The signal handlers are very simple, and they are simply wrong. Here's the SEGV handler:
throw std::runtime_error("Segmentation fault");
That is quite illegal, at least on POSIX. Throwing an exception from within a signal handler is a very, very bad idea.
So why is this a bad idea?
With SIGALRM, it's worse than a bad idea; it's undefined behavior because alarms are asynchronous. With SIGSEGV and SIGBUS it's an extremely bad idea. With other signals, it's merely a bad idea. It might work, sometimes. Other times, it might not. Results can be quite disastrous when the magic doesn't work.
I'll look at SEGV first. One common cause of segmentation violations and bus errors is smashing the stack. There is no stack to unwind if this was the cause of the signal. The
throw will try to unwind the stack, which will raise another SEGV. Now what? On my computer, that's a disaster.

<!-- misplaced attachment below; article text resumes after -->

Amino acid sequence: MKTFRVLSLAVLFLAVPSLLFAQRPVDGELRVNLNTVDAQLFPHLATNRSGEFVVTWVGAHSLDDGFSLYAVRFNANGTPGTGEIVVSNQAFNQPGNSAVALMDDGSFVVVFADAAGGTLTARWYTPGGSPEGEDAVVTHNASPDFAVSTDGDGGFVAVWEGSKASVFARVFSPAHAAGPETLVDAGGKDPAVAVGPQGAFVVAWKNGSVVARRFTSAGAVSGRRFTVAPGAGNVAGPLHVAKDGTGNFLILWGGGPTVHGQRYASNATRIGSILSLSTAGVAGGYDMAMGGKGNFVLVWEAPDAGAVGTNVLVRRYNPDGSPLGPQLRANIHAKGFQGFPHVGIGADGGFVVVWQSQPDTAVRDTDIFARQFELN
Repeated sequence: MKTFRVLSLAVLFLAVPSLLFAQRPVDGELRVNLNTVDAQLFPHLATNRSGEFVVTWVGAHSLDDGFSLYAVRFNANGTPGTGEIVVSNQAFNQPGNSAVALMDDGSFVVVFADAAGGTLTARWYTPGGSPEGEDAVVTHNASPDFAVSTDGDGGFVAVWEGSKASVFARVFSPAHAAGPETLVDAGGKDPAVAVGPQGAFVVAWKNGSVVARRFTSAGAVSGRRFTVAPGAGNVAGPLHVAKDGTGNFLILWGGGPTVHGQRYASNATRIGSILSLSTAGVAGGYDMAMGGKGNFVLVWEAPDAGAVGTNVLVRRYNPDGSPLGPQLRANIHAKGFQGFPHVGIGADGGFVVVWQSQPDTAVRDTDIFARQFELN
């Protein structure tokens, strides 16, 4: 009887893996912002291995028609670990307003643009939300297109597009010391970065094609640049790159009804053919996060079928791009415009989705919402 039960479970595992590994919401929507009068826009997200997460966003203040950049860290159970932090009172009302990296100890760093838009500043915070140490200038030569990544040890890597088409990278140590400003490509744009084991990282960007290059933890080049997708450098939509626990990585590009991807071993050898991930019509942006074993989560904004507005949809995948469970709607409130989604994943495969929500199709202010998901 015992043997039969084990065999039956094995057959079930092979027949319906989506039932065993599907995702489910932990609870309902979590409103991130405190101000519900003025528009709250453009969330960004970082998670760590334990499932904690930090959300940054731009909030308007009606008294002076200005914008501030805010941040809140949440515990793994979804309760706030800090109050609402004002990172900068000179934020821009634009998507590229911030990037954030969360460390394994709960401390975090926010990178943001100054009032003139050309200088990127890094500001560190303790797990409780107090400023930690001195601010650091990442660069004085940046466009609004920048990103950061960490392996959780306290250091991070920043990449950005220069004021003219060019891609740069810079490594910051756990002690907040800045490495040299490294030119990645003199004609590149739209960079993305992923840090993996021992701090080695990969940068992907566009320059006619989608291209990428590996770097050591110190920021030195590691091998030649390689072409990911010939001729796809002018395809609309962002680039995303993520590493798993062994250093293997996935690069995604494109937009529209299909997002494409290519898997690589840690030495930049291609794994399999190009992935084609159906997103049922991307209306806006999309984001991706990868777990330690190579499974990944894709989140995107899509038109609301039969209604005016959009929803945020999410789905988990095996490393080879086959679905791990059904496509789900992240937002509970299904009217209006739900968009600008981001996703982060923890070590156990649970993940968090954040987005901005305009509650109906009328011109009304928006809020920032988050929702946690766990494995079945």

Regardless of the signal, throwing inside a signal handler is not safe with respect to RAII because
free() (and hence
delete) is not safe to call within the context of a handler. There are a whole slew of functions that aren't safe to call from within the context of a signal handler. Everything that happens after the
throw in the handler is done from within the context of the signal handler because the
throw doesn't return from the handler. The
throw bypasses the return.
Those unsafe calls and the unsafe unwinding means that a new signal can be raised while still handling that old signal. This recursive signal is highly problematic. On my computer, for example, the signal gets changed to SIGSTOP. The program doesn't exit, it doesn't drop core. It just hangs there, permanently frozen until I either kill -9 it or reboot the machine.